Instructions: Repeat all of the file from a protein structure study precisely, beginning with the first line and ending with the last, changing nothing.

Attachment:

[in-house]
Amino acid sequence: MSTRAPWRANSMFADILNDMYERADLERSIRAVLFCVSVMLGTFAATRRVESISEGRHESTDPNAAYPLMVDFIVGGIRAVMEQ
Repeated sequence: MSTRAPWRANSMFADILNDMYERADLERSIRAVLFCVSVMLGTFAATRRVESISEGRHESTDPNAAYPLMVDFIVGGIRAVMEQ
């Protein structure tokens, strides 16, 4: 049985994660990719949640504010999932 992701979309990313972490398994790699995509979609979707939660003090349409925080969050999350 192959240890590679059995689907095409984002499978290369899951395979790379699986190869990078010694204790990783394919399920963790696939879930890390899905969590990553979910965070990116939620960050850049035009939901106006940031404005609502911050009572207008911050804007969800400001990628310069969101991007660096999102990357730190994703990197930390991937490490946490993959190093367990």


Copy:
[in-house]
Amino acid sequence: MSTRAPWRANSMFADILNDMYERADLERSIRAVLFCVSVMLGTFAATRRVESISEGRHESTDPNAAYPLMVDFIVGGIRAVMEQ
Repeated sequence: MSTRAPWRANSMFADILNDMYERADLERSIRAVLFCVSVMLGTFAATRRVESISEGRHESTDPNAAYPLMVDFIVGGIRAVMEQ
């Protein structure tokens, strides 16, 4: 049985994660990719949640504010999932 992701979309990313972490398994790699995509979609979707939660003090349409925080969050999350 192959240890590679059995689907095409984002499978290369899951395979790379699986190869990078010694204790990783394919399920963790696939879930890390899905969590990553979910965070990116939620960050850049035009939901106006940031404005609502911050009572207008911050804007969800400001990628310069969101991007660096999102990357730190994703990197930390991937490490946490993959190093367990």